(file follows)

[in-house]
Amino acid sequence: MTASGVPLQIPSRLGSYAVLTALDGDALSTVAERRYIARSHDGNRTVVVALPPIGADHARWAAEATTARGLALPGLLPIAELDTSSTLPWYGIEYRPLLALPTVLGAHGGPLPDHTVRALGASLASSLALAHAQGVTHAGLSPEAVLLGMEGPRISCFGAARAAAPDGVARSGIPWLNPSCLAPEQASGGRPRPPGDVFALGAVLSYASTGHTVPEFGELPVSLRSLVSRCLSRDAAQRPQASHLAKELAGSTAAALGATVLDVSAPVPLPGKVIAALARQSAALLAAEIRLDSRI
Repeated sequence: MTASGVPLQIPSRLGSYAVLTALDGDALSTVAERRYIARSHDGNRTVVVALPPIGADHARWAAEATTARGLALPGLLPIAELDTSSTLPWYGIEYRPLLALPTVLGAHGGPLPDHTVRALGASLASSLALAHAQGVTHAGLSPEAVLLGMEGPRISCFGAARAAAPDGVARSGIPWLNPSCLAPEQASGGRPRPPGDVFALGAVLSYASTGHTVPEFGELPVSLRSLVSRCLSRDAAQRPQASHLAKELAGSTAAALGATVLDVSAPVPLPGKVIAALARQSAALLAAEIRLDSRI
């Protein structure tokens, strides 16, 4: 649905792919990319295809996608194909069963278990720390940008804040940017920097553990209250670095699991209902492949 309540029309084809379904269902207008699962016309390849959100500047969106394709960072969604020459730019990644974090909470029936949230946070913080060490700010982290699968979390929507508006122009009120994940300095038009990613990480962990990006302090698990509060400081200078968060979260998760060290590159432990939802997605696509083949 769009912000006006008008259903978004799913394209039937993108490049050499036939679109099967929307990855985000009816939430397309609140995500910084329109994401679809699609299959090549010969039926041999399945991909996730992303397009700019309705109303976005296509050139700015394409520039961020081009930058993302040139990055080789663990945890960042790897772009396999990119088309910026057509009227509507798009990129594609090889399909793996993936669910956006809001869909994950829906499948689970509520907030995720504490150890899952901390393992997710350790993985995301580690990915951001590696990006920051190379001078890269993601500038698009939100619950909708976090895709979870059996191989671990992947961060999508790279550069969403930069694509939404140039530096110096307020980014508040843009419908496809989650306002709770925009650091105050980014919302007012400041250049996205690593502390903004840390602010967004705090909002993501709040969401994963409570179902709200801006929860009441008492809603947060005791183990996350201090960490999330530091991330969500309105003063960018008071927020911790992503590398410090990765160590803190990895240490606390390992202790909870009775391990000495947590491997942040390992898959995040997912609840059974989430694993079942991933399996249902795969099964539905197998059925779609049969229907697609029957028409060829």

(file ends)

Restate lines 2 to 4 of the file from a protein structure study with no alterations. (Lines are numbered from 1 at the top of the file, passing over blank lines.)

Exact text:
Amino acid sequence: MTASGVPLQIPSRLGSYAVLTALDGDALSTVAERRYIARSHDGNRTVVVALPPIGADHARWAAEATTARGLALPGLLPIAELDTSSTLPWYGIEYRPLLALPTVLGAHGGPLPDHTVRALGASLASSLALAHAQGVTHAGLSPEAVLLGMEGPRISCFGAARAAAPDGVARSGIPWLNPSCLAPEQASGGRPRPPGDVFALGAVLSYASTGHTVPEFGELPVSLRSLVSRCLSRDAAQRPQASHLAKELAGSTAAALGATVLDVSAPVPLPGKVIAALARQSAALLAAEIRLDSRI
Repeated sequence: MTASGVPLQIPSRLGSYAVLTALDGDALSTVAERRYIARSHDGNRTVVVALPPIGADHARWAAEATTARGLALPGLLPIAELDTSSTLPWYGIEYRPLLALPTVLGAHGGPLPDHTVRALGASLASSLALAHAQGVTHAGLSPEAVLLGMEGPRISCFGAARAAAPDGVARSGIPWLNPSCLAPEQASGGRPRPPGDVFALGAVLSYASTGHTVPEFGELPVSLRSLVSRCLSRDAAQRPQASHLAKELAGSTAAALGATVLDVSAPVPLPGKVIAALARQSAALLAAEIRLDSRI
């Protein structure tokens, strides 16, 4: 649905792919990319295809996608194909069963278990720390940008804040940017920097553990209250670095699991209902492949 309540029309084809379904269902207008699962016309390849959100500047969106394709960072969604020459730019990644974090909470029936949230946070913080060490700010982290699968979390929507508006122009009120994940300095038009990613990480962990990006302090698990509060400081200078968060979260998760060290590159432990939802997605696509083949 769009912000006006008008259903978004799913394209039937993108490049050499036939679109099967929307990855985000009816939430397309609140995500910084329109994401679809699609299959090549010969039926041999399945991909996730992303397009700019309705109303976005296509050139700015394409520039961020081009930058993302040139990055080789663990945890960042790897772009396999990119088309910026057509009227509507798009990129594609090889399909793996993936669910956006809001869909994950829906499948689970509520907030995720504490150890899952901390393992997710350790993985995301580690990915951001590696990006920051190379001078890269993601500038698009939100619950909708976090895709979870059996191989671990992947961060999508790279550069969403930069694509939404140039530096110096307020980014508040843009419908496809989650306002709770925009650091105050980014919302007012400041250049996205690593502390903004840390602010967004705090909002993501709040969401994963409570179902709200801006929860009441008492809603947060005791183990996350201090960490999330530091991330969500309105003063960018008071927020911790992503590398410090990765160590803190990895240490606390390992202790909870009775391990000495947590491997942040390992898959995040997912609840059974989430694993079942991933399996249902795969099964539905197998059925779609049969229907697609029957028409060829």